Date
13 December 2017
A file picture shows Nathan Law and Joshua Wong arriving at a court on Aug. 17 to face verdict on charges relating to a 2014 protest. The two student leaders were among those sentenced to jail, sparking angry reactions among the opposition. Photo: Reuters
A file picture shows Nathan Law and Joshua Wong arriving at a court on Aug. 17 to face verdict on charges relating to a 2014 protest. The two student leaders were among those sentenced to jail, sparking angry reactions among the opposition. Photo: Reuters

The moral corruption of Hong Kong’s opposition

Hong Kong’s opposition has said and done many things in the name of democracy. Some of its actions deserve praise, such as its steadfast fight for democracy. I don’t think its bottom line of so-called true democracy without any role for Beijing is achievable but I respect opposition leaders for sticking to it. But the opposition has at times also used tactics that insult the good name of democracy.

The Mong Kok riot, although instigated by a radical faction of the opposition, was still done in the name of democracy. Instead of condemning the violence outright, mainstream opposition leaders either remained silent or justified the riot with the excuse that root causes drove young people to such acts.

Opposition legislators routinely abuse the core principles of democracy with their insolent behavior towards government officials who appear at Legislative Council meetings. Their treatment of former chief executive Leung Chun-ying was particularly insulting. They even refused to observe Legco decorum by standing up when Leung entered and left the chamber.

But all that pales in comparison to the opposition’s latest tactic to promote its political self-interest. Judicial independence forms the very foundation of freedom-loving Hong Kong’s values. Our judiciary has always been considered sacred by Hongkongers. The independence of our judges is never questioned.

Our internationally-respected legal system is what prevents us from becoming just another mainland city. That’s why I find it so appalling that the opposition, including some of its leaders from the legal profession, is now virtually accusing our judges of colluding with the government to politically persecute young activists.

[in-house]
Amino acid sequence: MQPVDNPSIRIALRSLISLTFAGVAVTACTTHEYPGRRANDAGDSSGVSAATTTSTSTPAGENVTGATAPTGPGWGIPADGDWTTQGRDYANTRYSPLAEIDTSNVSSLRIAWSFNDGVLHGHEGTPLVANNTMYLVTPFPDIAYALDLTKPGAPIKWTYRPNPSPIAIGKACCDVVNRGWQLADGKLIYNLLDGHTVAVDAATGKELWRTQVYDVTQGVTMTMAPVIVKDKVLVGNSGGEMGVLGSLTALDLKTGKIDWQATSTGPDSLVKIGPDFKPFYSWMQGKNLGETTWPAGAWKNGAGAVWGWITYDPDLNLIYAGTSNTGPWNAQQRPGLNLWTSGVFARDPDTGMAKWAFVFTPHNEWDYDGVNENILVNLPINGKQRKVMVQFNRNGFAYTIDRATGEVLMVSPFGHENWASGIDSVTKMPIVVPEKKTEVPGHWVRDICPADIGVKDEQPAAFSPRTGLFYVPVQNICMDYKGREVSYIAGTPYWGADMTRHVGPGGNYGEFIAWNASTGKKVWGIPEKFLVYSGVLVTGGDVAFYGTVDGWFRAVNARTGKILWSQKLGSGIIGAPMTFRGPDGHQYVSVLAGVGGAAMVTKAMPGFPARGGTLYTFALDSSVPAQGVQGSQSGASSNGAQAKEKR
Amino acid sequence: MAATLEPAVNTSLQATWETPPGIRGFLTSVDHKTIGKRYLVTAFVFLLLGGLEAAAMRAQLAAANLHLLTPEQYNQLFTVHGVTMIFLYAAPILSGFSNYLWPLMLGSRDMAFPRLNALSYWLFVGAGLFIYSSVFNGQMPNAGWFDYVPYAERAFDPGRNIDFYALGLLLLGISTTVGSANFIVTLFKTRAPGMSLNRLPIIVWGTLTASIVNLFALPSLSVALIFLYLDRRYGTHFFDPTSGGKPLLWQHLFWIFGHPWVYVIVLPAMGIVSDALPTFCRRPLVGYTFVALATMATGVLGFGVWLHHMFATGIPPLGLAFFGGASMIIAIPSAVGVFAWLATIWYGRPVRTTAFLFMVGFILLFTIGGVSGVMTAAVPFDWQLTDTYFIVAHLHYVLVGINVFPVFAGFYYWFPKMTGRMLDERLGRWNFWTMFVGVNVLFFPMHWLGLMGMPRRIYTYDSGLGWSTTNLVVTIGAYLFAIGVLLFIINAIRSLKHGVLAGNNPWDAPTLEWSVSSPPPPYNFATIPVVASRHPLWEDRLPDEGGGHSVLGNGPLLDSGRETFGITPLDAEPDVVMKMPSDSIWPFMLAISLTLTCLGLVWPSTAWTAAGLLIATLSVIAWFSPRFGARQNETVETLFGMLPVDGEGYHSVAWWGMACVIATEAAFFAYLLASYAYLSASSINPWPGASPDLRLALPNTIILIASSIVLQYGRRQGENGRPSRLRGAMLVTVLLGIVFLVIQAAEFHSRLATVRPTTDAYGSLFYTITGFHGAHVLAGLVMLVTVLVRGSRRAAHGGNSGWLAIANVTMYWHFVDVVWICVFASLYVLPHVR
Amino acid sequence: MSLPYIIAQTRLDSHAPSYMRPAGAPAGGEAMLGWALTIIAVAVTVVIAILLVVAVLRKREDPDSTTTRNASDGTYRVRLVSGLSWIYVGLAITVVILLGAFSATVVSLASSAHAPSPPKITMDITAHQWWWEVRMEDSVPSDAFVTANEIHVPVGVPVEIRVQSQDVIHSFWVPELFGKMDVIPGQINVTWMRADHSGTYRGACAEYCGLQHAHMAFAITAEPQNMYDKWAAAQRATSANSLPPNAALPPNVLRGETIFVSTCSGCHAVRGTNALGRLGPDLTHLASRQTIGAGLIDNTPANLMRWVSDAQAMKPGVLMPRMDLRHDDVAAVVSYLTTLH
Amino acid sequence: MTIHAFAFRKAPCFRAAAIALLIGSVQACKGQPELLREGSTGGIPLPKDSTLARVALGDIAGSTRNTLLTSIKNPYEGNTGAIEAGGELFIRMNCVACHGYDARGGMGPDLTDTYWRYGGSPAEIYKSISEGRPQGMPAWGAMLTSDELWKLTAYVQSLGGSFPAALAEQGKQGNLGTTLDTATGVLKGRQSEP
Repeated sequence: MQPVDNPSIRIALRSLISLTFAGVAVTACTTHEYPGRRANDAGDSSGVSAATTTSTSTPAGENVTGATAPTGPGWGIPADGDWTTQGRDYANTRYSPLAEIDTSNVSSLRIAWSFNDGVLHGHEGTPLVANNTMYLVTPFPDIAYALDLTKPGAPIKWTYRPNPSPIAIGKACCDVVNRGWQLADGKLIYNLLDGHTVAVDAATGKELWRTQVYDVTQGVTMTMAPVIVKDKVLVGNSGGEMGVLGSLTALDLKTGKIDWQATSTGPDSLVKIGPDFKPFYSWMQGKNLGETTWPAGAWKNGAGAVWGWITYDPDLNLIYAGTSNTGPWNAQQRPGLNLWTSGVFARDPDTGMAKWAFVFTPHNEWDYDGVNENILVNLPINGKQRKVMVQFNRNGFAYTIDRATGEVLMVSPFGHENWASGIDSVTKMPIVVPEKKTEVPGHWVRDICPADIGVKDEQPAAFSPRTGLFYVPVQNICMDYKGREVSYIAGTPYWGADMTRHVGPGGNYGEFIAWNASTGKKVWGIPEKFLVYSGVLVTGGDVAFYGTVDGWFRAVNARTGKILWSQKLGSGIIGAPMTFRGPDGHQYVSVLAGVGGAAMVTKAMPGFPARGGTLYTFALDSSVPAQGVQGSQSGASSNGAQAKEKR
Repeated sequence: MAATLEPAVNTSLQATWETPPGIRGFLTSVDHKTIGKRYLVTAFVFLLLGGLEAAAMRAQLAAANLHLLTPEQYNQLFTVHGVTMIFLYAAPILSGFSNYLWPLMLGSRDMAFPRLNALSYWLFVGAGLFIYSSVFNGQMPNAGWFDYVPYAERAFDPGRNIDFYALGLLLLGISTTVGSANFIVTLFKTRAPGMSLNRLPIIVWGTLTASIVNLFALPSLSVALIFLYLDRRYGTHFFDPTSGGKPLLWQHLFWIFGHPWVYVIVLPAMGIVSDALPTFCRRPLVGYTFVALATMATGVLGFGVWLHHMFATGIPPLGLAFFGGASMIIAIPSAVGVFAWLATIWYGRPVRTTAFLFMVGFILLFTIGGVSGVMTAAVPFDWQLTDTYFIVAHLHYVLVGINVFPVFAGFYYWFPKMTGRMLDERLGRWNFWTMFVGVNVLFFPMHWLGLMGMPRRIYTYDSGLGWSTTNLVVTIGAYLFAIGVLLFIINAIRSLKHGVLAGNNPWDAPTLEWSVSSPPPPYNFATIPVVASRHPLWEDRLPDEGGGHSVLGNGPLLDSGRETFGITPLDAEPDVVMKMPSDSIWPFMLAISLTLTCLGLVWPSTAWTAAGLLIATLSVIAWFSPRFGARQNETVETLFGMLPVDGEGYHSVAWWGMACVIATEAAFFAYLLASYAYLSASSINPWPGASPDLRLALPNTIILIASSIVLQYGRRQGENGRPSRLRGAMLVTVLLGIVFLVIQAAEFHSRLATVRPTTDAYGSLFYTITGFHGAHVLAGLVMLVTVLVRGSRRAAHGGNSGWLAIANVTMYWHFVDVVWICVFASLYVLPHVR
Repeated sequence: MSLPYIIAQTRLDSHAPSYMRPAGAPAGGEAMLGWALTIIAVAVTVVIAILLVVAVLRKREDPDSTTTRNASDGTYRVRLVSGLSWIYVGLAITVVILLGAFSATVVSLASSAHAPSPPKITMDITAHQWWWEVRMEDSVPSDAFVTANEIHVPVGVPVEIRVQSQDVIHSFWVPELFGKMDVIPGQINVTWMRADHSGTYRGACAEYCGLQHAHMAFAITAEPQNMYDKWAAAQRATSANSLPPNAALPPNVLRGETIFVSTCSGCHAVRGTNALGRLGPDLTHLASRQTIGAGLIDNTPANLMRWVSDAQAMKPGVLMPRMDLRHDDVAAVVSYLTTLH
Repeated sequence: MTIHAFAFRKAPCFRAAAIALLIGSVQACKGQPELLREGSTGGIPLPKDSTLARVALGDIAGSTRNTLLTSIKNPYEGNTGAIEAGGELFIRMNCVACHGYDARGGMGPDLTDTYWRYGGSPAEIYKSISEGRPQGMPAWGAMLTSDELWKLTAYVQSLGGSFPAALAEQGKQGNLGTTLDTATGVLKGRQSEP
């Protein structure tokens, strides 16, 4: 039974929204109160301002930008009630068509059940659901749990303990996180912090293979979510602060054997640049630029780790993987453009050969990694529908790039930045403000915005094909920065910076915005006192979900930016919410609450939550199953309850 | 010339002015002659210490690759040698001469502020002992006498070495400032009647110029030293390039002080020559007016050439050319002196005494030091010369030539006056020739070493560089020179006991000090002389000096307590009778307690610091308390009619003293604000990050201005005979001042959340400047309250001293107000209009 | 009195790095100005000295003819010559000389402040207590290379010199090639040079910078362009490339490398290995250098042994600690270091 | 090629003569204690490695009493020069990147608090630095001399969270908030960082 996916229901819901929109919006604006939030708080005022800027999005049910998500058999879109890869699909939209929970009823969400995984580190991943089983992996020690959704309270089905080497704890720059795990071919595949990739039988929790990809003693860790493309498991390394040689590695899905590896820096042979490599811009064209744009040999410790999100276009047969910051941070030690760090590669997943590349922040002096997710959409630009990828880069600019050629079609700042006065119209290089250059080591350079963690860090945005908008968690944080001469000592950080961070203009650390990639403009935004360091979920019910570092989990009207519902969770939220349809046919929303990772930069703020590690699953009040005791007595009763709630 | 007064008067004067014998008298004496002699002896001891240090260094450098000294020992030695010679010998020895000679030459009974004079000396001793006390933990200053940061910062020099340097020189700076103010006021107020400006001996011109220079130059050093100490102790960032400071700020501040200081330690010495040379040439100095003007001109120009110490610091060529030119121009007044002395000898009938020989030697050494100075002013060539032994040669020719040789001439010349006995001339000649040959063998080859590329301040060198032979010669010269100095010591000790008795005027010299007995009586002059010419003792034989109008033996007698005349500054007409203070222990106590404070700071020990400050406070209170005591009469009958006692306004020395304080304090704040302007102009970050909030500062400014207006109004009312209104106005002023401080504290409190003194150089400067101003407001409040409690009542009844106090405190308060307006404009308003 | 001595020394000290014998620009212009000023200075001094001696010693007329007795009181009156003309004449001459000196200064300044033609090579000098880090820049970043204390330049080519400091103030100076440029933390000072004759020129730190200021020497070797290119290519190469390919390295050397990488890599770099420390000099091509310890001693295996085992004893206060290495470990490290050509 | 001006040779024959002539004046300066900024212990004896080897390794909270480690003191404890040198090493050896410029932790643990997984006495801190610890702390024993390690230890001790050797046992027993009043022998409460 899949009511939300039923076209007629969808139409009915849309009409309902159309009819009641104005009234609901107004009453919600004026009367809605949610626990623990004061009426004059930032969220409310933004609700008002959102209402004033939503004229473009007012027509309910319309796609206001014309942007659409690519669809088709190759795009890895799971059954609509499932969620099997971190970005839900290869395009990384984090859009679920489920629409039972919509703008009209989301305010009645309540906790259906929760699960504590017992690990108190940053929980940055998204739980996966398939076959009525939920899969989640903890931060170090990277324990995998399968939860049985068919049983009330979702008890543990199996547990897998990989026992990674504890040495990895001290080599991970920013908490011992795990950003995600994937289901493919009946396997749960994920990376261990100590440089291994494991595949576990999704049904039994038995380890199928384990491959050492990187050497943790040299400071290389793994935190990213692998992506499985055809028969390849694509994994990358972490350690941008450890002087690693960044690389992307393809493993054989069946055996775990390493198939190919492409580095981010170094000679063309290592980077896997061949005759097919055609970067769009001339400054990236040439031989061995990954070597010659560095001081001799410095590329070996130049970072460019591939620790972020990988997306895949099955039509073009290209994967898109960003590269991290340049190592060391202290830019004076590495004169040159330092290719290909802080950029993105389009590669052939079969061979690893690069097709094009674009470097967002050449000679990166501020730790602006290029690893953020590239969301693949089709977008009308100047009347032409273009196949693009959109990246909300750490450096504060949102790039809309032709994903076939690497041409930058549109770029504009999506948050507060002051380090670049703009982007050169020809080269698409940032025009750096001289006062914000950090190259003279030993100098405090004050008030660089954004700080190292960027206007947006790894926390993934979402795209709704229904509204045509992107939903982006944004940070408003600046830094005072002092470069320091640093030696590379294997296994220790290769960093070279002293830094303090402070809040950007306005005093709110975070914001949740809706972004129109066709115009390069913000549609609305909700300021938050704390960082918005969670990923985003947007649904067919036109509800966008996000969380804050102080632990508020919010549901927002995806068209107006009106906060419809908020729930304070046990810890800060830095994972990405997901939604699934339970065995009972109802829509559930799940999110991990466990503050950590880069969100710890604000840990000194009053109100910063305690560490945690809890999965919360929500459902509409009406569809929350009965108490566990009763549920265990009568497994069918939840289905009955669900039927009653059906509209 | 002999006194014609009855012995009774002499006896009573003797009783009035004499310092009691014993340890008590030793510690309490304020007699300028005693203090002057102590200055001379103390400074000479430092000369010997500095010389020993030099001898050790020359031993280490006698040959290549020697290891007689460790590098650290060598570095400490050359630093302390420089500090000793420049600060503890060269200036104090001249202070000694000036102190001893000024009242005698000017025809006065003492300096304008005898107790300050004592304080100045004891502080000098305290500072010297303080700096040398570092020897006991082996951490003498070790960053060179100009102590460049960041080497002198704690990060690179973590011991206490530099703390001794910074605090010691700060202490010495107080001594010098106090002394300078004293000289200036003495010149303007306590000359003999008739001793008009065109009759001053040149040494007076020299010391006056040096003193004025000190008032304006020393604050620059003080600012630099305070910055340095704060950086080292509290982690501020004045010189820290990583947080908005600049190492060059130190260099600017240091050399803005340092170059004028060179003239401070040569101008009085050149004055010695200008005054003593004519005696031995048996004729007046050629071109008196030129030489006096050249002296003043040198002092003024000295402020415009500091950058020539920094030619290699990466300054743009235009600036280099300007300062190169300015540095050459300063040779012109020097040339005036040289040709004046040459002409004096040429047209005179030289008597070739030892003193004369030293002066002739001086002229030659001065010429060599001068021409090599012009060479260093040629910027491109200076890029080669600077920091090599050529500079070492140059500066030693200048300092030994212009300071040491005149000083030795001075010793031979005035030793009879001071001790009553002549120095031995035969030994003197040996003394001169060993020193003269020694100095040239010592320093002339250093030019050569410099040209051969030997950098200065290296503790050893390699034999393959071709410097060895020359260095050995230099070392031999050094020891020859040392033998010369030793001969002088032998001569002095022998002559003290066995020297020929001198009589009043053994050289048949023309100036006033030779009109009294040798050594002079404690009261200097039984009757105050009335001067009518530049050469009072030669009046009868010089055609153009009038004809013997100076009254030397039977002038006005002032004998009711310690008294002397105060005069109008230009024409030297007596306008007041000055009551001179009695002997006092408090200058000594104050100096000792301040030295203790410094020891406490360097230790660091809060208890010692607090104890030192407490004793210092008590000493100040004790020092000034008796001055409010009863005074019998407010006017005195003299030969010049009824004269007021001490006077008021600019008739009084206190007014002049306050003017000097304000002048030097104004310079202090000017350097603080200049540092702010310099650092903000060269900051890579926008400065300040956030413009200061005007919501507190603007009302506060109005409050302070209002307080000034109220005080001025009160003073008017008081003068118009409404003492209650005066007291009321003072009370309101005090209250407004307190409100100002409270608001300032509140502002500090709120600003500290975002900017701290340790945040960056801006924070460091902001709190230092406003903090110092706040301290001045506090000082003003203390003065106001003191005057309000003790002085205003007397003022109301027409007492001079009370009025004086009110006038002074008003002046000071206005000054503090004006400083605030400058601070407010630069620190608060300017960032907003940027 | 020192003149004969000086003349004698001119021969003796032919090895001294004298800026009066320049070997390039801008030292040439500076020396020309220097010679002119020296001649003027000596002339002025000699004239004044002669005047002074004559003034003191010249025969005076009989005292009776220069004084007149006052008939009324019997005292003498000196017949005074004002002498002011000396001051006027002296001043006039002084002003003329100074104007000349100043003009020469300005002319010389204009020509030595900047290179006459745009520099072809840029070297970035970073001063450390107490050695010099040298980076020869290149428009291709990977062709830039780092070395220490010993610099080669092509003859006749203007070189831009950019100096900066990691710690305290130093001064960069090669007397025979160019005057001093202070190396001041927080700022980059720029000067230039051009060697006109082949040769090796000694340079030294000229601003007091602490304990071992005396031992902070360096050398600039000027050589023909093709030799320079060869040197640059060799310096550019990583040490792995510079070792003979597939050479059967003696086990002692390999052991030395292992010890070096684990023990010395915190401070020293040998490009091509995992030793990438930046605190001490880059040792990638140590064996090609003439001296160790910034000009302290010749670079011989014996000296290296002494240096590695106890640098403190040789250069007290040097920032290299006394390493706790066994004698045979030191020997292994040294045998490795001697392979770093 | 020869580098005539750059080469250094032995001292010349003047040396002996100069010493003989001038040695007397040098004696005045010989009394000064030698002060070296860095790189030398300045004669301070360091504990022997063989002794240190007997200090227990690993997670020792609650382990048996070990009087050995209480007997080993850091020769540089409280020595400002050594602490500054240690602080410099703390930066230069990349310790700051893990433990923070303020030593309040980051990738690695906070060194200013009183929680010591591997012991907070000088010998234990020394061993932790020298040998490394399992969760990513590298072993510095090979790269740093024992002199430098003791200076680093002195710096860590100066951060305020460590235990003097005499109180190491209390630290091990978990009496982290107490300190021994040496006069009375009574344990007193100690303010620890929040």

Any honest person will know student leaders Joshua Wong Chi-fung, Nathan Law Kwun-chung, and Alex Chow Yong-kang were represented by top lawyers in an open and fair trial on charges of unlawful assembly arising from their storming of government headquarters which triggered the Occupy protest. They chose not to appeal their community service sentence, implicitly accepting their guilt. Any honest person will also know the three were again represented by top lawyers in a transparent court proceeding when the government appealed against the community service sentence as being too light.

Yet the opposition dragged Hong Kong’s judiciary through the mud in the international arena when the three appeal judges ruled the initial sentences were too lenient and jailed the trio from six to eight months. I can understand the western media saying our judges are now under the thumb of Beijing, the charge against Wong, Law, and Chow was bogus, and they have therefore become prisoners of conscience.

It fits into the agenda of the western media to say that. They like to romanticize Hong Kong’s democracy movement as the oppressed fighting against an authoritarian regime. Their reporters, columnists, and editorial writers can be excused for seeing Hong Kong through such a lens because they either don’t live here or have a limited understanding of Hong Kong.